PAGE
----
Learning about American political history from a tv show means that you learn one, simplified version of events from one of the Founders' perspectives rather than from the multiple different perspectives that really existed at the time. Every one of the Founders had their own view of what happened to cause the Revolution and just ask their recent biographers, every one of the Founders single-handedly saved the Republic! So, maybe it seems like the audience is getting cheated a little too when they learn about American political history from the tv. Shouldn't Americans have the opportunity to make up their own minds about the Founders hopes and fears for the new American republic? In fact, if the Founders' opinions still matter today, then isn't it our responsibility to find out what we think about them and their ideas? I guess that I think that it is.
Perhaps this is the real reason why so many people have asked me lately if I've been watching the John Adams tv show. Maybe they also feel a little cheated by their passive exposure to American political history and maybe talking it over with me was one way to be a more active learner. If so, I'm sorry for letting you down friends, students, and colleagues. I suppose I should have asked you more about what you thought about the show and what you wanted to learn more about. I could have even suggested some sources for you to consult. Whoops, missed that. If not, and you just wanted me to agree how awesome the John Adams tv show is, then I'm afraid that I can't do that for you.
Here are some places around the interwebs where you can learn about the Founders for yourself:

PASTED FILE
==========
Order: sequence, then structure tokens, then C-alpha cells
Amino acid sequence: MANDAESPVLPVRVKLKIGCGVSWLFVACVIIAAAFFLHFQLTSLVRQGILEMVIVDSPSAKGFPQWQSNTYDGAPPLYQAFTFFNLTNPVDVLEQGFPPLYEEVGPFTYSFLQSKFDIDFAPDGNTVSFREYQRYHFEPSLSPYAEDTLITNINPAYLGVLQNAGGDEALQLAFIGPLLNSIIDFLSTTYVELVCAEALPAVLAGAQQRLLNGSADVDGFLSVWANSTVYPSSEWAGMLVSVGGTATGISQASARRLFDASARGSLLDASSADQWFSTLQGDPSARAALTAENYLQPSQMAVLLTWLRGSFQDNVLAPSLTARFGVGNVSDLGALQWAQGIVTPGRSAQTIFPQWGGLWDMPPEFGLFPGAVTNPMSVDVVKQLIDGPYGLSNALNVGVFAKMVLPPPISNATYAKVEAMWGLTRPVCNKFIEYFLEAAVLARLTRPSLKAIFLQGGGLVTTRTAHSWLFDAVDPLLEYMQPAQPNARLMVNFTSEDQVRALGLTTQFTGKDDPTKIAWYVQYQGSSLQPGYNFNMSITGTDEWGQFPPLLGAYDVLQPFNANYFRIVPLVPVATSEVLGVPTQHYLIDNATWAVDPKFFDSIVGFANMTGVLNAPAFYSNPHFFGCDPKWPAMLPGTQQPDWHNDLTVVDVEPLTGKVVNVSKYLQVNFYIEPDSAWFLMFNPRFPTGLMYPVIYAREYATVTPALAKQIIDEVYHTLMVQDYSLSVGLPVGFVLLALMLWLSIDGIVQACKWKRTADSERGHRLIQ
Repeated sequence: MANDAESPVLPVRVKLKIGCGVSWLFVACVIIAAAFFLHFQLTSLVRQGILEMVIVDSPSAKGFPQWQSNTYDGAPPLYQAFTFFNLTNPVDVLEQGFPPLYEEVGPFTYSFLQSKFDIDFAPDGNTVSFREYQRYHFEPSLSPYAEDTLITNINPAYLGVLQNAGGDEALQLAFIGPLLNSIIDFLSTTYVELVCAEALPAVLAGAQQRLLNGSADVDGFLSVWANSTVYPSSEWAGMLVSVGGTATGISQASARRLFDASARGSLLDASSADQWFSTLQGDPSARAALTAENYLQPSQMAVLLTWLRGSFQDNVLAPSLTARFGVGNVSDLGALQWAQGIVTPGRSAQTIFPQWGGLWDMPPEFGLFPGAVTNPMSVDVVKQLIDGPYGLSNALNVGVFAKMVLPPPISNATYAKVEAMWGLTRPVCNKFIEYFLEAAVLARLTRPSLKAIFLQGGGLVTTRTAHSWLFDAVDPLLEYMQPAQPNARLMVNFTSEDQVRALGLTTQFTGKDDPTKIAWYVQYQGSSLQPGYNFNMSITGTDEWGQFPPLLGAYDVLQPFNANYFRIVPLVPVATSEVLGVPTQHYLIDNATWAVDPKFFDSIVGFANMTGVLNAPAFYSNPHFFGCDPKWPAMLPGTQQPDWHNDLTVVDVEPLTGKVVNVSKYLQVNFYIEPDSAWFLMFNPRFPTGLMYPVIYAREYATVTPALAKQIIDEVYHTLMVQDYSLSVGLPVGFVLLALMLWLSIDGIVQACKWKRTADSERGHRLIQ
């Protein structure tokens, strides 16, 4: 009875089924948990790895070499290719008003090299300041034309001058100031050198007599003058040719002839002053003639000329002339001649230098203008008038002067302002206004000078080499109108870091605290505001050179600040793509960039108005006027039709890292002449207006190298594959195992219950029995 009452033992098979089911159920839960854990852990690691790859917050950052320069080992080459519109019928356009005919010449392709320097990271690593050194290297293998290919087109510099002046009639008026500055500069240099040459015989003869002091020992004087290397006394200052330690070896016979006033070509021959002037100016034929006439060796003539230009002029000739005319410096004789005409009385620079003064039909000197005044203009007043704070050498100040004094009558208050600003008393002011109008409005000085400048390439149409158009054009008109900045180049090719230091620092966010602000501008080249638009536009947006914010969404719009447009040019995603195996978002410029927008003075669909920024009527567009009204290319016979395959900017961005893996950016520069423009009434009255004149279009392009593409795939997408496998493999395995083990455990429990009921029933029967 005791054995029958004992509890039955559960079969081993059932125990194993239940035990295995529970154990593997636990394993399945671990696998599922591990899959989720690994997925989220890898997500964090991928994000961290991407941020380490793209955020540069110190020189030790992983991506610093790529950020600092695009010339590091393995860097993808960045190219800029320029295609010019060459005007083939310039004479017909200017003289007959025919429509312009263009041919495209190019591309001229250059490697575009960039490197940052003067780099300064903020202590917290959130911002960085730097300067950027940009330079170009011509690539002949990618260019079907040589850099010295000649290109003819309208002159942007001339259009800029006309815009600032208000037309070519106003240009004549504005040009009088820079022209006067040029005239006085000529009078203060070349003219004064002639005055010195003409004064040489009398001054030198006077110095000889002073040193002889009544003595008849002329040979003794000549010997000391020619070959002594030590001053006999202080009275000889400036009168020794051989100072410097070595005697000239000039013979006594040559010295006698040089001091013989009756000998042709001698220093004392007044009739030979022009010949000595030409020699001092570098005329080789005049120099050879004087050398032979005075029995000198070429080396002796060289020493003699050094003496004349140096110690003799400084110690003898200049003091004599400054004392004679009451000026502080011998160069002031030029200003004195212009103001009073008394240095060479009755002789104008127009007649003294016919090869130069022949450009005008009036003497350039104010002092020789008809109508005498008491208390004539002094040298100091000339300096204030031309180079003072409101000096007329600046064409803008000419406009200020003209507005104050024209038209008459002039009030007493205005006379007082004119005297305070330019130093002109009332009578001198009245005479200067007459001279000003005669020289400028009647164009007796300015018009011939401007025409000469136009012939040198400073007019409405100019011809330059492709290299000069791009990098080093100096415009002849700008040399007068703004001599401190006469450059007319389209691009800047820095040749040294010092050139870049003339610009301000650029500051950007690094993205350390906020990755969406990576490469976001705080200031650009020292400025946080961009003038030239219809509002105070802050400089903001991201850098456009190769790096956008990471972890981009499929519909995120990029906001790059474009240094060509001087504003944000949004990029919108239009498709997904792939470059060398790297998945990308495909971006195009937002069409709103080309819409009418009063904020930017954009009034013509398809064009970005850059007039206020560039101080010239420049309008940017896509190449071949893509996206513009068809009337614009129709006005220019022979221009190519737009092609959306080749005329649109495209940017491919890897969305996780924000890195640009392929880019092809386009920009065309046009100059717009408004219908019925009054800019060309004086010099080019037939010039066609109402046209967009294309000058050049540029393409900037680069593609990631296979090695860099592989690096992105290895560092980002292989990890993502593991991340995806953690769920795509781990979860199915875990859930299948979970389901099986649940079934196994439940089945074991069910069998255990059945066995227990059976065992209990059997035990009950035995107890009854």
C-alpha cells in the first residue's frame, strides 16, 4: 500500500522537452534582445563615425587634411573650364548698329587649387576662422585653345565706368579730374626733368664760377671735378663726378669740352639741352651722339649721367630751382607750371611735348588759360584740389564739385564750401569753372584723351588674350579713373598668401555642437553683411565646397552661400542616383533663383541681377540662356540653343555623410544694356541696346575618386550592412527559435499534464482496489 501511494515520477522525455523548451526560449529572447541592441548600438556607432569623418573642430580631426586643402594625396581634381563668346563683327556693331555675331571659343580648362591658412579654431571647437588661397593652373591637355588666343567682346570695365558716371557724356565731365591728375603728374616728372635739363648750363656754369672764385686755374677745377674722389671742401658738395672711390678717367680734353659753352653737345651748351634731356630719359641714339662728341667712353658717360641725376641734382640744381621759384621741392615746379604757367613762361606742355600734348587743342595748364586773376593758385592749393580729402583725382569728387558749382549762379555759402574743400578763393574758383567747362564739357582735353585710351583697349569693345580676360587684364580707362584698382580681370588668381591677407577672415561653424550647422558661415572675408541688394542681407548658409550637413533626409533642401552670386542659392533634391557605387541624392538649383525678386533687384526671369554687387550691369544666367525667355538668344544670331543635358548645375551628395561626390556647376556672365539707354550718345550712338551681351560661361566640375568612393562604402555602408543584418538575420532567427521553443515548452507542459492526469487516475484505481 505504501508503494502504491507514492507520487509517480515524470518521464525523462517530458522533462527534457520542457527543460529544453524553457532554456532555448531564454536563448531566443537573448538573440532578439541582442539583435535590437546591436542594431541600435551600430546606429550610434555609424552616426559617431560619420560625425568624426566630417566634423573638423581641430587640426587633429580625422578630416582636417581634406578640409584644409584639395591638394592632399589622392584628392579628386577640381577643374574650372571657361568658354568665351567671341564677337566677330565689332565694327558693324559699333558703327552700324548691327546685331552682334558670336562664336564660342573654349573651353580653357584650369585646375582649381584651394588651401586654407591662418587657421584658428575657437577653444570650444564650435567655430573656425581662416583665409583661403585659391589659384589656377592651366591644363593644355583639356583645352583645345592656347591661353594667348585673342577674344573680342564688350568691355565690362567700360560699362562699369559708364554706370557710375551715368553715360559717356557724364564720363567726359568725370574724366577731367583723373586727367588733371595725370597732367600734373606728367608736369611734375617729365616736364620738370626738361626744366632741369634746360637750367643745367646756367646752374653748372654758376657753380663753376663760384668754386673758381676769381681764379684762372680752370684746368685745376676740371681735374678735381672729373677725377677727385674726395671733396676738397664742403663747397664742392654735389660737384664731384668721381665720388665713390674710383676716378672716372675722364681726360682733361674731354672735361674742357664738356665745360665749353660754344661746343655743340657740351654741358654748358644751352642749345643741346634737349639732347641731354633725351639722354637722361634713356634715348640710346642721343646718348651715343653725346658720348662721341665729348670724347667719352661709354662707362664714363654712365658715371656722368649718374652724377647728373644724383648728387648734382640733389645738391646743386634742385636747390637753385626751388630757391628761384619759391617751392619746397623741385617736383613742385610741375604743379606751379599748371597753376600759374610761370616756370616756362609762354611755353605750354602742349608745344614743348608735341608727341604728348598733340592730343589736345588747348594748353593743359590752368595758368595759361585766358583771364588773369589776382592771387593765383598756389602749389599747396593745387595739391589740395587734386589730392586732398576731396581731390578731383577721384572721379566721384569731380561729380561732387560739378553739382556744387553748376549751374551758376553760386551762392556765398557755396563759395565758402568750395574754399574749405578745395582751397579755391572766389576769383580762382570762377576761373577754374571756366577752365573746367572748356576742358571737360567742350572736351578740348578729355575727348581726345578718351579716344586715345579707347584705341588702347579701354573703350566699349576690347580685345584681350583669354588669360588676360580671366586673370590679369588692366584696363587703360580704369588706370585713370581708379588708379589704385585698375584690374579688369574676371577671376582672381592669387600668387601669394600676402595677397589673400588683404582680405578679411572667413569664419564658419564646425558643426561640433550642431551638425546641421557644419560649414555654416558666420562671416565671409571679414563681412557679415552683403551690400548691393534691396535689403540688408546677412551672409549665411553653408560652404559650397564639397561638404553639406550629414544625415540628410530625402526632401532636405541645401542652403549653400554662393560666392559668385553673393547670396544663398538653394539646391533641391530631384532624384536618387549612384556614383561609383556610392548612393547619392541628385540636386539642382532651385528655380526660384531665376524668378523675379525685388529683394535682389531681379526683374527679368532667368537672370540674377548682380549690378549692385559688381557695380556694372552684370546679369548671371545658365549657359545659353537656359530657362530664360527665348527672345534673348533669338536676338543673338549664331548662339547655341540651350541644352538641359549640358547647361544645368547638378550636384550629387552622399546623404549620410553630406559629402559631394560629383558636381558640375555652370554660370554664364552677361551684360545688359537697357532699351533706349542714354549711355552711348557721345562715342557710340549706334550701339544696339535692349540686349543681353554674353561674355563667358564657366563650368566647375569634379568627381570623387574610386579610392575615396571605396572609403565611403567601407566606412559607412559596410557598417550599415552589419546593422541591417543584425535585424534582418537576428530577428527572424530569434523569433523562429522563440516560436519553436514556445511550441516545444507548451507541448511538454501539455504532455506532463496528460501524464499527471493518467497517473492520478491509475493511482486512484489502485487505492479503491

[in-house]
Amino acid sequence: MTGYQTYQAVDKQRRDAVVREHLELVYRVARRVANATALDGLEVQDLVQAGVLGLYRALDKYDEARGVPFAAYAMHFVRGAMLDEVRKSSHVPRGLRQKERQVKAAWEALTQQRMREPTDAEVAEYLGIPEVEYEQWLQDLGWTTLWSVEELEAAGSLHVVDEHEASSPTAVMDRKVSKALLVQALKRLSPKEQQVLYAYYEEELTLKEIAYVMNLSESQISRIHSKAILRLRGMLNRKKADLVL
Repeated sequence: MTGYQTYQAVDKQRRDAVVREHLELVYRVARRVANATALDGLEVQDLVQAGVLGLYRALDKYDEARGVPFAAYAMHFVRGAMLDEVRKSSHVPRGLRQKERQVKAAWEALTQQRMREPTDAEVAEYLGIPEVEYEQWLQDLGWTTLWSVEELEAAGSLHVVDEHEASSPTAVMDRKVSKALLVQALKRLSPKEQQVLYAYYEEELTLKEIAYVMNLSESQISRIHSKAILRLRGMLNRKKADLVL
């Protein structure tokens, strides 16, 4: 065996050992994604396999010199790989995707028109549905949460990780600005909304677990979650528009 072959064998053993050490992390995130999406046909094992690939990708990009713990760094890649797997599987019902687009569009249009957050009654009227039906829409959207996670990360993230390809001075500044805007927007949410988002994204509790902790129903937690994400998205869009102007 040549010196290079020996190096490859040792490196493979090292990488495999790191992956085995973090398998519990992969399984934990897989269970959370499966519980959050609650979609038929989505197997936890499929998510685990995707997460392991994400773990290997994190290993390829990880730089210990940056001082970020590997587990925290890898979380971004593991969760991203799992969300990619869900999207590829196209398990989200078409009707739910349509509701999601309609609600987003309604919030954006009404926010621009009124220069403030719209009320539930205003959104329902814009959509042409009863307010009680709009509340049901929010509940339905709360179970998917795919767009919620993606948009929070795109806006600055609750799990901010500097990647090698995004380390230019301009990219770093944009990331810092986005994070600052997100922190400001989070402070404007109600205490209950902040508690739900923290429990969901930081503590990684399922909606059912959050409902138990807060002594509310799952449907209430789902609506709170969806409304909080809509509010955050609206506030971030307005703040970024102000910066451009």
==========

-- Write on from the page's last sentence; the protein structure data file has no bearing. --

The American Memory Project at the Library of Congress has lots of primary documents on line for you to freely browse. You can find records from the Continental Congress, letters of the presidents, and all kinds of other interesting things there.
Google Books has lots of digitized primary source materials from the Founding generation. Just make sure to set the search to "full view" and you will be able to download literally millions of books for free--including early versions of Jefferson's Papers.
There are also lots of archival materials digitized on the various Founders' own websites. For example, if the John Adams tv show turned you on, then you might want to read his Diary, which you can find in the Adams Family Collection at the Massachusetts Historical Society. You'll also find the letters between John and Abigail there and John Quincy Adams' Diary, among other things.
In short, there are many, many primary materials out there for you to read if you are really interested in learning about the Founders. But, if you just want to watch a tv show, then that's ok with me too. Just don't expect me to watch it with you.